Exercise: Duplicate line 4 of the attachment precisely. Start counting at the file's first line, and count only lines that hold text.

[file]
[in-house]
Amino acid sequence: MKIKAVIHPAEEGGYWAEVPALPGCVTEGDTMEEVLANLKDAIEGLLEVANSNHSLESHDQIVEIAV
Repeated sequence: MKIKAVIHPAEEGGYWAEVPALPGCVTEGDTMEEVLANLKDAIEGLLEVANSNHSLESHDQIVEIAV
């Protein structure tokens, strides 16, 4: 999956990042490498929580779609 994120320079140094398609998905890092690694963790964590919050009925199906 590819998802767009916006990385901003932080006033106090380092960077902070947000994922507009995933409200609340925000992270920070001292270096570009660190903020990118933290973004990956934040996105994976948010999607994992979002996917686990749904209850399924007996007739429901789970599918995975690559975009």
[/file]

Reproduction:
């Protein structure tokens, strides 16, 4: 999956990042490498929580779609 994120320079140094398609998905890092690694963790964590919050009925199906 590819998802767009916006990385901003932080006033106090380092960077902070947000994922507009995933409200609340925000992270920070001292270096570009660190903020990118933290973004990956934040996105994976948010999607994992979002996917686990749904209850399924007996007739429901789970599918995975690559975009």